Change in my perception of warnings

We have been overexposed to COVID-19 warning messages so much that I have become numb to warnings in other contexts. In this post, I'm going to elaborate on how I think it happened.

After the pandemic became a thing, the COVID-19 warning messages have been put on almost every website in the form of banners or pop-ups. They are informing about possible degradations of the systems, reminding of the precautions, and redirecting us to the official guidelines. Useful stuff. Most of them have the key visual attributes of generic warning messages like striking colors, solid borders, and having exclamation mark signs. I will refer to those as 'attention attributes'.

YouTube search COVID-19 warning

YouTube displays this warning message when a COVID-19 related keyword is searched. Similar warnings also exist in Google search, Google translate, and Twitter search.

The problem begins after the first couple of months of the pandemic, at the time when the messages became a little bit irrelevant. In terms of the fight against misinformation and people's safety, I totally accept the necessity of these messages. However, the fact that the warnings usually not bringing anything new to the table led me to ignore them. I was viewing them just like the cookie disclaimers that I got used to ignoring. Then, as I continue to ignore them, the 'attention attributes' have slowly lost their effect which they supposed to have on my perception.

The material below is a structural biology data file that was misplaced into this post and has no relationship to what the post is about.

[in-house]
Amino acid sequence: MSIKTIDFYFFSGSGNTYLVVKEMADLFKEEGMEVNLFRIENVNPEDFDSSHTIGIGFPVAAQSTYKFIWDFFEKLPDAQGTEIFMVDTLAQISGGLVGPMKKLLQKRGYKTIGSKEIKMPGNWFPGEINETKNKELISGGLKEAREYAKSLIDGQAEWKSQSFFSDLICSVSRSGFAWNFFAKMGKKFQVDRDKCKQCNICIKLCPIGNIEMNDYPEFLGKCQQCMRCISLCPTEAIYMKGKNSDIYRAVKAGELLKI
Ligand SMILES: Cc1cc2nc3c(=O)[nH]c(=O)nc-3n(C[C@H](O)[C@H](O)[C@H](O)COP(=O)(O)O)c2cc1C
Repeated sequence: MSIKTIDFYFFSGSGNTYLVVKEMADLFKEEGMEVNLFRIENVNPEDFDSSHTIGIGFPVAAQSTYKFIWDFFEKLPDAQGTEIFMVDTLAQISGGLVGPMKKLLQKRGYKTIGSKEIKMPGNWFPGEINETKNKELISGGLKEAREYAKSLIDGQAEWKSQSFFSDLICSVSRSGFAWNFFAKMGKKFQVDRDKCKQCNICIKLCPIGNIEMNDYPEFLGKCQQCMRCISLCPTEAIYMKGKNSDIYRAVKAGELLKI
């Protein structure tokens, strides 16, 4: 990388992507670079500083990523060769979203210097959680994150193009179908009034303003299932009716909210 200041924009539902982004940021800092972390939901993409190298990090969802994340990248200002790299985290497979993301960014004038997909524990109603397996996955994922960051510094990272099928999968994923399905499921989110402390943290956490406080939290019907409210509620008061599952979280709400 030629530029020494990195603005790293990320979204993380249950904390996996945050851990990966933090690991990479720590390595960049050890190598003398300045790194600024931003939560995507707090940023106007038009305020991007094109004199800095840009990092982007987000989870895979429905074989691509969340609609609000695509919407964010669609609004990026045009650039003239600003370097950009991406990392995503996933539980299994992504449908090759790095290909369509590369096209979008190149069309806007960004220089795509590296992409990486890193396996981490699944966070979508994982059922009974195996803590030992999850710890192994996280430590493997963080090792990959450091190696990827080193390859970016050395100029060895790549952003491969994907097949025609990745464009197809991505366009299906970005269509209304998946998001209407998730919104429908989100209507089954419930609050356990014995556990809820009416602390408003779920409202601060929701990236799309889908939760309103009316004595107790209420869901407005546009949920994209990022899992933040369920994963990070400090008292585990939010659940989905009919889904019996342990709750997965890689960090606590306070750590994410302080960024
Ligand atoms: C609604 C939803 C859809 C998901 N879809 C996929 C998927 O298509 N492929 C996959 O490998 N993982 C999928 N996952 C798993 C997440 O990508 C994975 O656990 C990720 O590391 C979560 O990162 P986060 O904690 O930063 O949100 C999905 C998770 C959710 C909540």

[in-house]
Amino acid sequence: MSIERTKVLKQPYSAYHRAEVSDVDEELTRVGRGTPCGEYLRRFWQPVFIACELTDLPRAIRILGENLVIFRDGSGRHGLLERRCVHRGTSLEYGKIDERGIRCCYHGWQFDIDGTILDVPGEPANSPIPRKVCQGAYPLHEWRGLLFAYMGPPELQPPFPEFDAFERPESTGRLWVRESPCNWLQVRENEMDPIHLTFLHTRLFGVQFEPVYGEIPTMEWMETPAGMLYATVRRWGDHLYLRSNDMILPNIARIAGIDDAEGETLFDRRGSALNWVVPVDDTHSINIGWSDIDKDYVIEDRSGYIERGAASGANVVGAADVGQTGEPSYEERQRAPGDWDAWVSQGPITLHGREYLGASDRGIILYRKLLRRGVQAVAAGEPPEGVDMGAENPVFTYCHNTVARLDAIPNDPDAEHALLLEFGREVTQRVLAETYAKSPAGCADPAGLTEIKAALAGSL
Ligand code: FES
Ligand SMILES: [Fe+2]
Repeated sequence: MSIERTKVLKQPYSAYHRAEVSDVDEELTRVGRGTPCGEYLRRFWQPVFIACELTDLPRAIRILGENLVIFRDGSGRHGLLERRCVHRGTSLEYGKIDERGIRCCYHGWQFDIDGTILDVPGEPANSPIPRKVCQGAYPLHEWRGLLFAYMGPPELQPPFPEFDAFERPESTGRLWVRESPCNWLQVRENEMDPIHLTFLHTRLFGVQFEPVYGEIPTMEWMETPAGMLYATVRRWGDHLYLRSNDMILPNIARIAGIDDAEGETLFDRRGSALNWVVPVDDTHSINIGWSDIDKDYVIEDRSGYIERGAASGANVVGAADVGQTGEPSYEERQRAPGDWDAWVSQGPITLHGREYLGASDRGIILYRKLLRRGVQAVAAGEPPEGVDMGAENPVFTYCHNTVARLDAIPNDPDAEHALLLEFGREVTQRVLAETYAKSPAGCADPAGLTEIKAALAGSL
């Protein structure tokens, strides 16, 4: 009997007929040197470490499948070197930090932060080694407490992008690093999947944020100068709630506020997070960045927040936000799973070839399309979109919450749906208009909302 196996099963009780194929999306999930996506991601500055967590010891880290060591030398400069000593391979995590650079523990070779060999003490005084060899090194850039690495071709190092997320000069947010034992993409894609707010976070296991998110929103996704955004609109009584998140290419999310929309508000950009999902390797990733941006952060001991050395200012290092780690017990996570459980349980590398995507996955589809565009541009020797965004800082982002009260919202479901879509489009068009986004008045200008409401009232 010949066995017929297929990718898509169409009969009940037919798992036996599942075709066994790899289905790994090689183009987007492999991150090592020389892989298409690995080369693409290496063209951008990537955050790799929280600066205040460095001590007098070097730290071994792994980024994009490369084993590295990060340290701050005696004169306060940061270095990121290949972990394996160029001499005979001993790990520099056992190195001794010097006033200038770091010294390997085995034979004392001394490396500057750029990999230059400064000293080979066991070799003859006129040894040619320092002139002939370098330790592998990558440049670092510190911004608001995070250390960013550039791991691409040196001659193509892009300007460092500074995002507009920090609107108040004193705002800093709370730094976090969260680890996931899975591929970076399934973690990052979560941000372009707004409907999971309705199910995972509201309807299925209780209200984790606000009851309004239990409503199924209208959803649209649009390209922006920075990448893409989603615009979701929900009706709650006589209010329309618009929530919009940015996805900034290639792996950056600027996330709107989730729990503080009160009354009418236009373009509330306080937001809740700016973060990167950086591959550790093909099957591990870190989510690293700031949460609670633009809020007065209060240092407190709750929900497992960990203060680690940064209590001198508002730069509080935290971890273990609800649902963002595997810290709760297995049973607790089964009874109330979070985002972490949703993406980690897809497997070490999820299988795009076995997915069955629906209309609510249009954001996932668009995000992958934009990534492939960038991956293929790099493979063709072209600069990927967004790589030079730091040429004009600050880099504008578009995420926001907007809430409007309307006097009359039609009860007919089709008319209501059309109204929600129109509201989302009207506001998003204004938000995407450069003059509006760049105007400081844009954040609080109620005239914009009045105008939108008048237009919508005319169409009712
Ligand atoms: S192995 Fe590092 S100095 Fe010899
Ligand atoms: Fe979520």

I was reading a documentation page of a project and then I realized that I skipped a section that is put in a bright warning frame. Later someday, I did not saw a maintenance downtime warning banner on a website. The 'attention attributes' were working in reverse. They were making me ignore the message, instead of pulling my attention to it.

After my realization, I was able to normalize my perception about 'attention attributes' so I stopped skipping the warnings (as far as I know, at least). I'm not 100% sure about the correlation between me skipping a couple of messages and the flood of the COVID-19 warnings, but I find it worth pointing out.